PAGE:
Why it is time for Universal Basic Income

Ben Rutt-Howard discusses the Universal Basic Income policy proposal.

‘Nothing is more powerful than an idea whose time has come.’ (Victor Hugo) As all great political articles start, I do to, with a quote. Universal Basic Income, the idea in question, is something I surreptitiously read about in Dutch historian Rutger Bregmen’s book Utopia for Realists[1].

As we emerge from the Covid-19 pandemic, an inevitable rise in unemployment will provide the opportune environment to implement this transformative public programme, perhaps rolling it out here in the UK. The UK, rather than being a world leader in fighting this pandemic, is a country whose austerity induced inadequacies have been rudely exposed. This pandemic was going to be a devastating blow to the economy but more worryingly to thousands of people’s lives, and our government’s policy has been found to be lacking at every conceivable point. The true benefits of this policy lie in its economic potential to turn people’s lives around, stimulate the economy, and provide profit for the state.

I shall present a tale for you. The year, 1973, the town of Dauphin in Canada. 30% of the towns inhabitant live in poverty, equating to about 1,000 households. March of that year these 1,000 household begin to receive cheques every month, which over the course of a year amount to the equivalent of what would now be around $4,750 per person. The results of this investigation are astonishing. An 8.5% reduction in hospital admissions with biggest reductions in alcohol and psychiatric related issues, but also a reduction in family physician visits. Small businesses were able to thrive, peoples entrepreneurial spirit ignited in no small part to banks being more willing to give out start-up loans with the added assurance of people’s guaranteed monthly payments. An increase in the number of teenagers graduating from high school, and in 1976, almost two and half years after the start of this experiment, 100% of Dauphin students applied for their final year of school. Evelyn Forget[2], the woman behind uncovering the findings of this social experiment in 2008, noticed that in the case of this last statistic, guaranteed incomes provided parents with the financial support to investment in human capital.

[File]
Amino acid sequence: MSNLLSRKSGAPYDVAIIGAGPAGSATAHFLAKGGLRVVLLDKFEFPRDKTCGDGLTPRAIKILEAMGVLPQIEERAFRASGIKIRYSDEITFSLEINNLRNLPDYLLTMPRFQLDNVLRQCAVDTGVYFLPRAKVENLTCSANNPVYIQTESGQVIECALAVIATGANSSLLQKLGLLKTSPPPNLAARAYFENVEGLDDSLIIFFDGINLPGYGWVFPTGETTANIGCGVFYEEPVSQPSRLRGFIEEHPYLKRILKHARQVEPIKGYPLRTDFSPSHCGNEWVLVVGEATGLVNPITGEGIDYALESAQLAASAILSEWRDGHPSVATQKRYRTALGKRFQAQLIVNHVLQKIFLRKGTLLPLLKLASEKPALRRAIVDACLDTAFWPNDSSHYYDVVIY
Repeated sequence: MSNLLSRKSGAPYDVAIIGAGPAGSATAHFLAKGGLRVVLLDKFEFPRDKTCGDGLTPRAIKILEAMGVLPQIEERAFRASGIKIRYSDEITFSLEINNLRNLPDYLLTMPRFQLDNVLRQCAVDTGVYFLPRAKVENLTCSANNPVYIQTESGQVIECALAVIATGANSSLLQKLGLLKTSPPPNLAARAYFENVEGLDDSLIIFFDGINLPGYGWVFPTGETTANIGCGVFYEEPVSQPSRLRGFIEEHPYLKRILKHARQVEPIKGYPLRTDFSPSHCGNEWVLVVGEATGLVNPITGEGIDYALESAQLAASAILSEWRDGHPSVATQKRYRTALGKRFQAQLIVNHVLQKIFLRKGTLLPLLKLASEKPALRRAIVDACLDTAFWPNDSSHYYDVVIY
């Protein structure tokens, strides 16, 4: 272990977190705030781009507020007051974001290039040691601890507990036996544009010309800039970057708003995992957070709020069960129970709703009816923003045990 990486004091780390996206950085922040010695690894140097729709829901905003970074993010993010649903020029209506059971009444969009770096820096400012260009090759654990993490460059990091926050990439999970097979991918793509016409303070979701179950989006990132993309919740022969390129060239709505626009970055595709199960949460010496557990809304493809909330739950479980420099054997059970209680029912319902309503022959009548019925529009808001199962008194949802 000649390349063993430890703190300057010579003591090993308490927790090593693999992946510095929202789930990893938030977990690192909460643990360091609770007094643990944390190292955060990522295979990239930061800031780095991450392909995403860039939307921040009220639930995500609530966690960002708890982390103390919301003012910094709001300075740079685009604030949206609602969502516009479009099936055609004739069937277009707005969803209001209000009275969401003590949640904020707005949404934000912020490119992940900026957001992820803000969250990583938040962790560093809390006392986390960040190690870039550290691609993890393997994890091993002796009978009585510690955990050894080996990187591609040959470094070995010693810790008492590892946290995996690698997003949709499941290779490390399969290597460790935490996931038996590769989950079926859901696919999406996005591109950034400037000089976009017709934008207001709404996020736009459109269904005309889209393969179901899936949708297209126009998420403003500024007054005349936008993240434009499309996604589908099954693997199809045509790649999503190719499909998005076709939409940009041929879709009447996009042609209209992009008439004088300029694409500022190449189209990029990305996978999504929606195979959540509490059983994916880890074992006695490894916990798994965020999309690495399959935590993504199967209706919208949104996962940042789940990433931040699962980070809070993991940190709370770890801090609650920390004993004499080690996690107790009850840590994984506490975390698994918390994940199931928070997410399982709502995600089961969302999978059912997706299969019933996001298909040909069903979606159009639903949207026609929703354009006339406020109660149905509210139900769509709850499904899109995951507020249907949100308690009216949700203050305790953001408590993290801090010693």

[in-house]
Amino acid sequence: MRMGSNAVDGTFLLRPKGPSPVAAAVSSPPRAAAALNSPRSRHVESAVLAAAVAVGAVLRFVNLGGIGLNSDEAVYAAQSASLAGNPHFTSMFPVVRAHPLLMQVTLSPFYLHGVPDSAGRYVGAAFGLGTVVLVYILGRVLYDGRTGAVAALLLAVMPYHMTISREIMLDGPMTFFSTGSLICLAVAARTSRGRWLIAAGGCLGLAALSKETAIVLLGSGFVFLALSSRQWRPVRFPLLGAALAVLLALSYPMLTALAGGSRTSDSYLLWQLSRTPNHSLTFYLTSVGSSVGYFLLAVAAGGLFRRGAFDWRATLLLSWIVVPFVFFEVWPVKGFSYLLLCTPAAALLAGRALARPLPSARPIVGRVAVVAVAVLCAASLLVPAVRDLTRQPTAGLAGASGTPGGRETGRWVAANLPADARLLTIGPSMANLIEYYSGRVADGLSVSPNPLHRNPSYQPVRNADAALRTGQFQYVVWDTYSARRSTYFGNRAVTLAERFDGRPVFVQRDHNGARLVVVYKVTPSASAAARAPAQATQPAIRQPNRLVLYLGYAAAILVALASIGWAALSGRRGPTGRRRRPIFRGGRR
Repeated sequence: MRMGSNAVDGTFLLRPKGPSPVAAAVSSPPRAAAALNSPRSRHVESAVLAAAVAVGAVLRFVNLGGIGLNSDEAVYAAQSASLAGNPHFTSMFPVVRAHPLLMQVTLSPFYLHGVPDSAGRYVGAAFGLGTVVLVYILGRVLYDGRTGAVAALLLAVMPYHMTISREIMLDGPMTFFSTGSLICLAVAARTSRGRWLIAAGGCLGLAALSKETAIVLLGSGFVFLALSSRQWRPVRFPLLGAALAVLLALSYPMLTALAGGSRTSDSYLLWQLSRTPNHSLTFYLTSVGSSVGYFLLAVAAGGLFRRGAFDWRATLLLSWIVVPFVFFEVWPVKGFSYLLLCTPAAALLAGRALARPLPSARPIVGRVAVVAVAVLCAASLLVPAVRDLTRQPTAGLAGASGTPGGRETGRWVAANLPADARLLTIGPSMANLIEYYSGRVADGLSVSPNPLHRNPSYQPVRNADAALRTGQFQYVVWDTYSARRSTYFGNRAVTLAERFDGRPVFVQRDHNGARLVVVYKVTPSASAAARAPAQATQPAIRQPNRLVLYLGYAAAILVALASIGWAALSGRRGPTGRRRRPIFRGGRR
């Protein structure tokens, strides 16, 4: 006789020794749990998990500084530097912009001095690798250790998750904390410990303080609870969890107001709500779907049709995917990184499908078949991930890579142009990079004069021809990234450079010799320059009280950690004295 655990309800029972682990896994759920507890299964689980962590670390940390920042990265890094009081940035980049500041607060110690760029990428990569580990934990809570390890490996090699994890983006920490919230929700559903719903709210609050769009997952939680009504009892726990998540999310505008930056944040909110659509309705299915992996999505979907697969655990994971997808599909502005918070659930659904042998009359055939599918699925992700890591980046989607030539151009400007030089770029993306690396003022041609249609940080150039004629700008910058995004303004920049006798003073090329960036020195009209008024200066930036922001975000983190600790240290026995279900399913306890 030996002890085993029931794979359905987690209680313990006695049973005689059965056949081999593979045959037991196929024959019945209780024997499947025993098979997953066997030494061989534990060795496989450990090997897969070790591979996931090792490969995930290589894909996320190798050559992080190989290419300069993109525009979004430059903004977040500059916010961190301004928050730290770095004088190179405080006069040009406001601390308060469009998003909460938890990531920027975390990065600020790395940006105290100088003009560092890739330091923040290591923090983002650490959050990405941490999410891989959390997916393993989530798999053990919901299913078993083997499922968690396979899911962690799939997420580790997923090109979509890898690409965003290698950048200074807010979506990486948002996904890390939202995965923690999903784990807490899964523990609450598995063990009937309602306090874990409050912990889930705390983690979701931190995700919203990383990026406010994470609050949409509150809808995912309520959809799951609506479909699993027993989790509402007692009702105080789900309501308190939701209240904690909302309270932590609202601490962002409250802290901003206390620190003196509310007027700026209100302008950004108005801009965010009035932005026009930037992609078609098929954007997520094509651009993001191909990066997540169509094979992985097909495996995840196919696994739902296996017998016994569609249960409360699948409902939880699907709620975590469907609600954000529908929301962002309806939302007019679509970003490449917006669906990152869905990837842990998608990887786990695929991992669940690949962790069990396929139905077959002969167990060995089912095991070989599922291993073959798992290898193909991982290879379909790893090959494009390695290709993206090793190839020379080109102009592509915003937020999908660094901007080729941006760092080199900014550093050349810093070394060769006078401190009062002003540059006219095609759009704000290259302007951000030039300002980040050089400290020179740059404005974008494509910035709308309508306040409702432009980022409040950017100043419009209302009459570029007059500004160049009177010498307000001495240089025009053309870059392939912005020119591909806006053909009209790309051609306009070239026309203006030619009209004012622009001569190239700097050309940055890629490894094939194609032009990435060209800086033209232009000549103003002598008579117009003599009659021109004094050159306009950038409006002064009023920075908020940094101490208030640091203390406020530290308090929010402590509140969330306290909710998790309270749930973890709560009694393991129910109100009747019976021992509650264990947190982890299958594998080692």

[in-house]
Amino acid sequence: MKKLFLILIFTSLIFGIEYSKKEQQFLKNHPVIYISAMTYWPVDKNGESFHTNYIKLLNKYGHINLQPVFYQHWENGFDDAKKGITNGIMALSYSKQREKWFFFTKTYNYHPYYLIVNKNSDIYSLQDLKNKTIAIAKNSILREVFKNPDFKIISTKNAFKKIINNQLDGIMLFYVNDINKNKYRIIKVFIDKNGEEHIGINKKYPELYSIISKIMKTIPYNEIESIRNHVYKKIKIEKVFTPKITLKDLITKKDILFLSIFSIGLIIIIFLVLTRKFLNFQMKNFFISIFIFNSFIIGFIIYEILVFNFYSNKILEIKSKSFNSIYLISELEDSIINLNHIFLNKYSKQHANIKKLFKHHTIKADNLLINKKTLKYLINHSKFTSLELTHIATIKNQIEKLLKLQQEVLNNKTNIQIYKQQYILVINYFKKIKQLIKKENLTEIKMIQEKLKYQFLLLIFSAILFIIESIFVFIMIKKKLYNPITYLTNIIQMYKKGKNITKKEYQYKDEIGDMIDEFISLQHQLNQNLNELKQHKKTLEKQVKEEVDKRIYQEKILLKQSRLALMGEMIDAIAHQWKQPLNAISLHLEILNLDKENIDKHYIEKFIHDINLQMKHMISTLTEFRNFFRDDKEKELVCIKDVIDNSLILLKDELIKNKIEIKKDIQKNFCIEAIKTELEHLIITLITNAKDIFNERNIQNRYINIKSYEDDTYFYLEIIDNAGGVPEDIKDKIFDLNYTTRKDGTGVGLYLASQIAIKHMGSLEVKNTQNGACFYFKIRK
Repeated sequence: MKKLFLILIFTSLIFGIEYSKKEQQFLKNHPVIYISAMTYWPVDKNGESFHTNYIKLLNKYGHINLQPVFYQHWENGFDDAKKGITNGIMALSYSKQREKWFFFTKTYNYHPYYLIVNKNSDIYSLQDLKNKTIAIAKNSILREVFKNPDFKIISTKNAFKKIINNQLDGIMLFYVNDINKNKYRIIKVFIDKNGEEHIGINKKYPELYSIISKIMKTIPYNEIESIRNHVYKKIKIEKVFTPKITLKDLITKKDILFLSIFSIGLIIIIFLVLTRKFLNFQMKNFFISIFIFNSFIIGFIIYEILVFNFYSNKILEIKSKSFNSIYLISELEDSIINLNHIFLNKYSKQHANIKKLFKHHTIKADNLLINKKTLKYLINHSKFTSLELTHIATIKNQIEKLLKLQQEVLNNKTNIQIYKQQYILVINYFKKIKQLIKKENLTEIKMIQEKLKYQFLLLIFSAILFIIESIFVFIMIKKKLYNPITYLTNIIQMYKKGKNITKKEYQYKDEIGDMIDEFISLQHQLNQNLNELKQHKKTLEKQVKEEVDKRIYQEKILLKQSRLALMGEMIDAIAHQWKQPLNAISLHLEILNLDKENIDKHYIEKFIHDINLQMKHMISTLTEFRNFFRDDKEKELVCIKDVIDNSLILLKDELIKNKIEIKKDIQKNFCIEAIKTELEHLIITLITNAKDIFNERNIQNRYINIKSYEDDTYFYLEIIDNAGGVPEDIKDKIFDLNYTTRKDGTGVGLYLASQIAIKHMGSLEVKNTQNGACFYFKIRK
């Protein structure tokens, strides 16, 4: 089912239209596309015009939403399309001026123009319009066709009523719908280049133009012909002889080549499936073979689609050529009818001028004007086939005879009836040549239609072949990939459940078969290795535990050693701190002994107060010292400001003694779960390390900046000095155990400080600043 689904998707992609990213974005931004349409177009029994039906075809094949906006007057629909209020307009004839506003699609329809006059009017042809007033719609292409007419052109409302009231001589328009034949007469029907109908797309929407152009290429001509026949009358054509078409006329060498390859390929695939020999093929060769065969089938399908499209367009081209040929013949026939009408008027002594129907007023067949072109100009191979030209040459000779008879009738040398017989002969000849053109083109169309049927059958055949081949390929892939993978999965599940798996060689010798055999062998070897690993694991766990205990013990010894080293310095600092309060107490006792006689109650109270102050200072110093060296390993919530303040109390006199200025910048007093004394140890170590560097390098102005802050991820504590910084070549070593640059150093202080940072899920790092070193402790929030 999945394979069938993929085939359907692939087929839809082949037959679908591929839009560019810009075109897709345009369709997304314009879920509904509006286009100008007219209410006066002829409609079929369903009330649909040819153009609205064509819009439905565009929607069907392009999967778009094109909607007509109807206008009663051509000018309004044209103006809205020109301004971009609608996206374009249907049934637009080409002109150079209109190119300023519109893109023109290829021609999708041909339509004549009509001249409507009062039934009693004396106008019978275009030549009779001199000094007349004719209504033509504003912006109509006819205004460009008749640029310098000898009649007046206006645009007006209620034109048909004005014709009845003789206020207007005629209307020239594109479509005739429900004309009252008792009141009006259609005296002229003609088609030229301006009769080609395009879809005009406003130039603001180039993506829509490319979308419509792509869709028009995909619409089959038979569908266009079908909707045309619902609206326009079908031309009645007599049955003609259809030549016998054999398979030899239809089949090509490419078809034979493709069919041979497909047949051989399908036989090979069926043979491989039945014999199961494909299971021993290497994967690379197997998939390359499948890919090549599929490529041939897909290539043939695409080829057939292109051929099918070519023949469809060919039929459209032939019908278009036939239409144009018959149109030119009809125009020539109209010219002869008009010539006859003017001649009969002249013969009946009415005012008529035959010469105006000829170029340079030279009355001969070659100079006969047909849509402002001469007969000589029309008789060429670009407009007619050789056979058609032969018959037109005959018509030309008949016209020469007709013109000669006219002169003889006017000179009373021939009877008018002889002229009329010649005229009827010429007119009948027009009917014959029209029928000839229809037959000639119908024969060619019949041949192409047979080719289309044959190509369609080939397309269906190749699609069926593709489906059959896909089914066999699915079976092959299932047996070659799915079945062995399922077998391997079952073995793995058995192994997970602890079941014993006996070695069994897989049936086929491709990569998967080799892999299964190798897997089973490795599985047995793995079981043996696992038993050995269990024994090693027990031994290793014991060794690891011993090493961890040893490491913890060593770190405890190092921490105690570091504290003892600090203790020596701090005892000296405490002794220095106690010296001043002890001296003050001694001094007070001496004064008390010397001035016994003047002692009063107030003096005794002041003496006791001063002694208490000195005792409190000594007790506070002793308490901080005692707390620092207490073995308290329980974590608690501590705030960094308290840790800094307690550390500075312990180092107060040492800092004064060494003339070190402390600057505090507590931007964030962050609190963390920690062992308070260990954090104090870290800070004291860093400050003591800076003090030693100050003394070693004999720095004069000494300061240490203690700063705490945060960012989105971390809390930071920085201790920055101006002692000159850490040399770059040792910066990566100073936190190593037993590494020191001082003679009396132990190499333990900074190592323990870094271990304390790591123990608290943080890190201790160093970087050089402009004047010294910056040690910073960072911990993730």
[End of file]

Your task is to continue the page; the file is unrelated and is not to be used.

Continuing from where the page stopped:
These result not only show that the health and wellbeing of the people receiving this income improved, but that they were able to produce benefits to the local economy, they were likely to produce a more highly educated workforce for the future as well. Even the long-held fallacy of Speenhamland cannot derail these amazing results. In the aftermath of this pandemic the NHS will need time to recover and bolster itself for if the unthinkable happens again, and what better environment to do this in if we can implement a reduction in hospital admissions.

Similarly, education is a symptom and not the disease. Yet despite this Tony Blair’s[3] hollow promise to turn around the fate of the British education system as a solution to poverty failed. This is due in no small part to the main cause of the poverty being a lack of cash rather than an uneducated population. You need to be able to envisage a future before you can hope to achieve it. UBI can be this treatment, and its time has come.

The way to economic recovery has to be from the bottom up. Quantitative easing is obsolete in the wake of this pandemic, those who have the most do not need more, we need to sow the seeds of prosperity and growth from a local level, not continue on our myopic pursuit of ever increasing globalisation. UBI should be the corner stone of our economic recovery, investing our money where we will see the most profitable return, not in the off-shore accounts of billionaires, but in the back pockets of those that need it most, the very people who should have been helped out of poverty long ago. Even the spirit of Brexit was predicated on a rallying cry for a return of our mysteriously ever-present sovereignty, and what better way to demonstrate this than investment at a local level.

Ben Rutt-Howard plans on doing an MA in Russian Musicology at Bristol University this coming year (pandemic permitting). He first moved to become more physically active in the political sphere when he gained employment in Portsmouth for a year becoming involved with the team of volunteers that helped secure the re-election of Portsmouth South MP, Stephen Morgan. 

He tweets at @HowardRutt.


[1] Bregman, Rutger (Trans Manton, Elizabeth) Utopia for Realists, and How We Can Get There (London, Bloomsbury 2018)

[2] Forget, Evelyn Basic income for Canadians (Toronto, Lorimer 2018)

[3] https://www.theguardian.com/politics/2001/may/23/labour.tonyblair (website accessed 13th July 2020)


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